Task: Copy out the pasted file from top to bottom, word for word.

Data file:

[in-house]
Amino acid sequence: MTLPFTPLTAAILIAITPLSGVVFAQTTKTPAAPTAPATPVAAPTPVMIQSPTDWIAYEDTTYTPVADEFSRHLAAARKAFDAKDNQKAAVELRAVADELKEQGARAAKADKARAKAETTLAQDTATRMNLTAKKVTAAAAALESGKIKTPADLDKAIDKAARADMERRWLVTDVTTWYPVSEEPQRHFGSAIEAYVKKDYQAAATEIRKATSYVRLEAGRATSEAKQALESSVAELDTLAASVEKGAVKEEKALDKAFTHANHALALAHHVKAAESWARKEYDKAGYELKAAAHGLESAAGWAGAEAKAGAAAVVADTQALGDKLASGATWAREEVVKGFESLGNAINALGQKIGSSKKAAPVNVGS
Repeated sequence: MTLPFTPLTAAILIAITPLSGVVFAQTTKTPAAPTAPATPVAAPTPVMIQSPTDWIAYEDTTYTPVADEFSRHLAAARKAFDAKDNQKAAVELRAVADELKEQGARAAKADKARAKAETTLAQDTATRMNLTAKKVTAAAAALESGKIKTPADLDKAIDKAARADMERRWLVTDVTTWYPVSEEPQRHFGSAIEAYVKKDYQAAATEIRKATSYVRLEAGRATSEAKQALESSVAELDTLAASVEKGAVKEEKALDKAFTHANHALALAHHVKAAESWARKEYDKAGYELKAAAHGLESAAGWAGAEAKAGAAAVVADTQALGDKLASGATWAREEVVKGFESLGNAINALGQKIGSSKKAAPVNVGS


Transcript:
[in-house]
Amino acid sequence: MTLPFTPLTAAILIAITPLSGVVFAQTTKTPAAPTAPATPVAAPTPVMIQSPTDWIAYEDTTYTPVADEFSRHLAAARKAFDAKDNQKAAVELRAVADELKEQGARAAKADKARAKAETTLAQDTATRMNLTAKKVTAAAAALESGKIKTPADLDKAIDKAARADMERRWLVTDVTTWYPVSEEPQRHFGSAIEAYVKKDYQAAATEIRKATSYVRLEAGRATSEAKQALESSVAELDTLAASVEKGAVKEEKALDKAFTHANHALALAHHVKAAESWARKEYDKAGYELKAAAHGLESAAGWAGAEAKAGAAAVVADTQALGDKLASGATWAREEVVKGFESLGNAINALGQKIGSSKKAAPVNVGS
Repeated sequence: MTLPFTPLTAAILIAITPLSGVVFAQTTKTPAAPTAPATPVAAPTPVMIQSPTDWIAYEDTTYTPVADEFSRHLAAARKAFDAKDNQKAAVELRAVADELKEQGARAAKADKARAKAETTLAQDTATRMNLTAKKVTAAAAALESGKIKTPADLDKAIDKAARADMERRWLVTDVTTWYPVSEEPQRHFGSAIEAYVKKDYQAAATEIRKATSYVRLEAGRATSEAKQALESSVAELDTLAASVEKGAVKEEKALDKAFTHANHALALAHHVKAAESWARKEYDKAGYELKAAAHGLESAAGWAGAEAKAGAAAVVADTQALGDKLASGATWAREEVVKGFESLGNAINALGQKIGSSKKAAPVNVGS